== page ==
I showed up. And I am one more body in the crowd saying that this presence, this subject, these people matter.
“DAPL Army Corps can go to hell,” the Natives lined up on the ridge of the cliff above us chant. They let out cheers and continue to chant again. We’re just getting started. It’s 11:30 am on the Missouri River. I sit back to listen. And pull my notebook out again. This time not to disappear into my thoughts, but to take notes.
There’s a tribal member in a canoe in the water with a Native American symbol covering an American flag. The man paddles the canoe against the current to stay next to the two boats that are anchored on the river bank at the bottom of our cliff. This is where the speakers and organizers are. On the water.
There’s a boy that’s throwing his dog a stick out into the water, and the dog dives out into the water past the boats, and swims sideways against the current, and arrives with the stick further down the bank. It’s exhausted.
The second time the boy throws the stick, a tribal member gets up on top of the boat and yells at the kid “think that dog has had enough. No more stick. He aint going to be able to do that a third time. I aint kidding.”
No more sticks are thrown into the coursing river.
The tribal members standing shoulder to shoulder along the ridge above us begin to sing along to a drum beat. It’s beautiful, and I listen and look out to the river. The rock beneath me is starting to become uncomfortable, but the atmosphere is just heating up. I feel like I’m in the middle of something really special and moving. I feel I’m beginning to learn how to be an ally- showing up, but letting people lead themselves and sitting back and listening to directions. This is solidarity. This is politics in action.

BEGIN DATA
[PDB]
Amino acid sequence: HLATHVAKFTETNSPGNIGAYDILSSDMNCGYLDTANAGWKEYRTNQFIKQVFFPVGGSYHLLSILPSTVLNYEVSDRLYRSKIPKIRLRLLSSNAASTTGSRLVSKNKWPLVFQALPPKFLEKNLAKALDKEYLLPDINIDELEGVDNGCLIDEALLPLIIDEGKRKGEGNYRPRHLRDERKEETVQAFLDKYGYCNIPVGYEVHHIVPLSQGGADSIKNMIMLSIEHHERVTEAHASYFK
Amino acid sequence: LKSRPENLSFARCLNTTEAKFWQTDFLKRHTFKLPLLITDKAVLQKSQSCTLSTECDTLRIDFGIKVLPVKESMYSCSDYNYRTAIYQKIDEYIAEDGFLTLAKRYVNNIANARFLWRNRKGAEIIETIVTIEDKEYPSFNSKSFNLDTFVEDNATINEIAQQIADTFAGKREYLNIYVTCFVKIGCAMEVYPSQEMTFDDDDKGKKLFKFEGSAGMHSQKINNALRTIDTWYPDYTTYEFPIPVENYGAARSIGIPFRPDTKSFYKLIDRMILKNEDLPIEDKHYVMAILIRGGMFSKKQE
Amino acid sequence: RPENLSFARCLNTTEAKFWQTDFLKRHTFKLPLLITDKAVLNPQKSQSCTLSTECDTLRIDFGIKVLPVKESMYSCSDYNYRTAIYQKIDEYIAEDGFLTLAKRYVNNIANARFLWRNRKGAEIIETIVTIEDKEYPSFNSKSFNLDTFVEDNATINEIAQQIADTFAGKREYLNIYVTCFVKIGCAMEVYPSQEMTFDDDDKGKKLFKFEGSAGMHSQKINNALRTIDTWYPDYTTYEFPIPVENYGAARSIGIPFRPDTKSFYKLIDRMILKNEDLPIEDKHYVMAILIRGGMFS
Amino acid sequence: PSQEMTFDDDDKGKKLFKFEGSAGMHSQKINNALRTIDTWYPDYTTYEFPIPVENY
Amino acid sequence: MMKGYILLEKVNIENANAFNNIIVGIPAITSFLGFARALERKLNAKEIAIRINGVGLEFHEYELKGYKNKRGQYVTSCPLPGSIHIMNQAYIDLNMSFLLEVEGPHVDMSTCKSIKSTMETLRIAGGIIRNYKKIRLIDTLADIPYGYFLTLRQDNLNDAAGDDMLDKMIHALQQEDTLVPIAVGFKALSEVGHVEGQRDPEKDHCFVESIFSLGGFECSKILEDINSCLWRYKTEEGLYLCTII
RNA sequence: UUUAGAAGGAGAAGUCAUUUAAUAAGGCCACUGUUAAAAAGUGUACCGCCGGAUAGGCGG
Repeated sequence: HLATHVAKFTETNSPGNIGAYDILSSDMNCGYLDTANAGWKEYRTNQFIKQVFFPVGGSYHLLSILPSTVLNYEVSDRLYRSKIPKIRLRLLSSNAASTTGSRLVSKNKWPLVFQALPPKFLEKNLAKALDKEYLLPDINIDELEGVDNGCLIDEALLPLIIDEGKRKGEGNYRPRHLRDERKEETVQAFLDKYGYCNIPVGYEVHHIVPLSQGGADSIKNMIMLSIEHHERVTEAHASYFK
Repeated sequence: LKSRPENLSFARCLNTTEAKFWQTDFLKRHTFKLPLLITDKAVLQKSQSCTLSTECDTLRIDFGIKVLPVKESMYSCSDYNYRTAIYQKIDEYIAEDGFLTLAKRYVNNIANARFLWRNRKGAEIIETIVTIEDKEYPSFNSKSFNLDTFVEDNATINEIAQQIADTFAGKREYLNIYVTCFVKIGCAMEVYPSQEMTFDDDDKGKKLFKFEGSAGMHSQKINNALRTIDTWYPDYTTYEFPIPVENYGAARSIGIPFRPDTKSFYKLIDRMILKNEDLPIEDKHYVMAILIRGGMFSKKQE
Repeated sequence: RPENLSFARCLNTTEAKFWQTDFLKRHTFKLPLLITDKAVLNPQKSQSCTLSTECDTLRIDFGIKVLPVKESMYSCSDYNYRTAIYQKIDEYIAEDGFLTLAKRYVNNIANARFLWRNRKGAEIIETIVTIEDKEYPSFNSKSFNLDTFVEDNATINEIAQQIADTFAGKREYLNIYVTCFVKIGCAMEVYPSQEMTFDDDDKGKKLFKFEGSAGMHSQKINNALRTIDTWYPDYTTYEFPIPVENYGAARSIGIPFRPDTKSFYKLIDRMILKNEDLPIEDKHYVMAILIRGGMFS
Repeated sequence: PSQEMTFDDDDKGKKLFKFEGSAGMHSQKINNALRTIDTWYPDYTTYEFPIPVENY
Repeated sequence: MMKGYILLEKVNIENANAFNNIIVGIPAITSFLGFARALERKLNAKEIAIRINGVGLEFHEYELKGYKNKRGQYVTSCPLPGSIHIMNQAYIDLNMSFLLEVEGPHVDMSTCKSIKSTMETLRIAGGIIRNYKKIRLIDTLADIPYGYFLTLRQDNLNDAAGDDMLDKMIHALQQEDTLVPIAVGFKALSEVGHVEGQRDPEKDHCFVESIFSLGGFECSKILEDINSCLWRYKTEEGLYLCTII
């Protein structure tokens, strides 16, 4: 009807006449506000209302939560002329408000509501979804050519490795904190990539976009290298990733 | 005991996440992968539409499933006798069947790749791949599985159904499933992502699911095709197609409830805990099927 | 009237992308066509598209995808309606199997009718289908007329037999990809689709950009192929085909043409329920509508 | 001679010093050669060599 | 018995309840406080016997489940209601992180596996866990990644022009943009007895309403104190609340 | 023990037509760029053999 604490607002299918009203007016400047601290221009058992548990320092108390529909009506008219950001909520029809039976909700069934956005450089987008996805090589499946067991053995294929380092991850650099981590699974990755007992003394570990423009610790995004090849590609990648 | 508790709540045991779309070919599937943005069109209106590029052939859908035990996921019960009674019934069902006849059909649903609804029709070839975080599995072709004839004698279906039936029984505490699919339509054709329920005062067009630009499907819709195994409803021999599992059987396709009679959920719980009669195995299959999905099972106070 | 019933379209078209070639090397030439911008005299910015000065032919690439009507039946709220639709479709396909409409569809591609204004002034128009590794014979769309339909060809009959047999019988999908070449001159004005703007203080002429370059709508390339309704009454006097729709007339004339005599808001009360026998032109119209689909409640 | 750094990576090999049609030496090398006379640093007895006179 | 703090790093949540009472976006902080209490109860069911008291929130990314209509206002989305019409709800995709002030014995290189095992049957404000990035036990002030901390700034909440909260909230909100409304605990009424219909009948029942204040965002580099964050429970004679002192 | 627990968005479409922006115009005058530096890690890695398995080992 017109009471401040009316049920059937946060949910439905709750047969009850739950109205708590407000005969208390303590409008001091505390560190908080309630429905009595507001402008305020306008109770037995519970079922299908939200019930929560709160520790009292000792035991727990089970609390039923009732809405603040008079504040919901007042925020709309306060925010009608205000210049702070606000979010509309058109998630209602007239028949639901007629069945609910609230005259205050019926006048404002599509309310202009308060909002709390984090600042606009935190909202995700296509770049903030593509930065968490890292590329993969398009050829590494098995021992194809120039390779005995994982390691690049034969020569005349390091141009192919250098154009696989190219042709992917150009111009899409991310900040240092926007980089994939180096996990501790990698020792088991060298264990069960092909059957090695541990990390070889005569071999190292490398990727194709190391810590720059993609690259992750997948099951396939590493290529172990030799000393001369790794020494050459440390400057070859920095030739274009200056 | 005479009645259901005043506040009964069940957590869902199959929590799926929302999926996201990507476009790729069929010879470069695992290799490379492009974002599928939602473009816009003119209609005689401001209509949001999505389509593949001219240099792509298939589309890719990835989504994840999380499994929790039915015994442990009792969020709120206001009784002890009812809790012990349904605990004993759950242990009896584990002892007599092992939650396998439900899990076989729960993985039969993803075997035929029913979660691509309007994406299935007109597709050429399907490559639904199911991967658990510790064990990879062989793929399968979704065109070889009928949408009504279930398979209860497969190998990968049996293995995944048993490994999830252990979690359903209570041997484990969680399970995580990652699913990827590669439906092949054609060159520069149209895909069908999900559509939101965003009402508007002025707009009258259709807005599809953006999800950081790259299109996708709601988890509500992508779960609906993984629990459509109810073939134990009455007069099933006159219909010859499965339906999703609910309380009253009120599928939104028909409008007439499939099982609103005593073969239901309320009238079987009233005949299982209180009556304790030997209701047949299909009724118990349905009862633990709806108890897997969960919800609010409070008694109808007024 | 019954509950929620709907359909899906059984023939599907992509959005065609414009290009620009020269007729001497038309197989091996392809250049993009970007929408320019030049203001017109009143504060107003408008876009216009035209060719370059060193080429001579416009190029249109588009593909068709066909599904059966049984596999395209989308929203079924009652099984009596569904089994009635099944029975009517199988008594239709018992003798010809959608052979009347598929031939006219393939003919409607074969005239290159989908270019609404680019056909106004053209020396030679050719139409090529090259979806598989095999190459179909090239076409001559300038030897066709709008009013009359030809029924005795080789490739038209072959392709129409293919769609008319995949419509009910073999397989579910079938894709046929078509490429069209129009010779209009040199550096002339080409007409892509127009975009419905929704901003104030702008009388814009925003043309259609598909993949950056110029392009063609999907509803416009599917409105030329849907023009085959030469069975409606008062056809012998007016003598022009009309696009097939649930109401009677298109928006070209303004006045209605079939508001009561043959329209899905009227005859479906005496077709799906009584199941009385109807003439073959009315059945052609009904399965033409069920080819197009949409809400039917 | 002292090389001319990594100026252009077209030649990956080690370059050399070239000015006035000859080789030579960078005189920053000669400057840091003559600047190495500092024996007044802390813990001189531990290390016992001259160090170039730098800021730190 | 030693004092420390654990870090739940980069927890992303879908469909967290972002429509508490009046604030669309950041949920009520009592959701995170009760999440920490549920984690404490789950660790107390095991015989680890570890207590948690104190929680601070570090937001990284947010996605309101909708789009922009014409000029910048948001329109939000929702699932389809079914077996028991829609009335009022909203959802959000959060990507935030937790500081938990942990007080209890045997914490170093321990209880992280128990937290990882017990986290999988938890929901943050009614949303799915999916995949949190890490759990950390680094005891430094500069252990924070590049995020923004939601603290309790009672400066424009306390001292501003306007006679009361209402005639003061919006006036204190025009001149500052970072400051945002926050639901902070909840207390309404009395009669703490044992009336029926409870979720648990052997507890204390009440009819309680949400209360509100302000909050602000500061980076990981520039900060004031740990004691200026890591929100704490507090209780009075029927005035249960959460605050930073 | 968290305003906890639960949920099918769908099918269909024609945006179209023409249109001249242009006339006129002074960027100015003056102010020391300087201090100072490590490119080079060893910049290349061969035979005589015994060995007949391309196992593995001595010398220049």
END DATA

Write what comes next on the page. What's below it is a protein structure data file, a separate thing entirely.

People are burning something- it’s sage I realize. Many people have their own sticks, and light them throughout the crowd. People are still sliding all over the rocks, but no one is opting out of the rocky seating arena. The harder it is for you to navigate over the rocks, the further down you are motivated to climb, it seems.
A man with long braids, blue jeans and a green button up gets up on top of one of the boats roof in the water. He is joined with another man in blue jeans and a yellow button up shirt. One man begins to speak and pray in another language that I’ve never heard before. He speaks for a good amount of time, and then he interprets for the rest of the crowd. He passes the megaphone to the other man.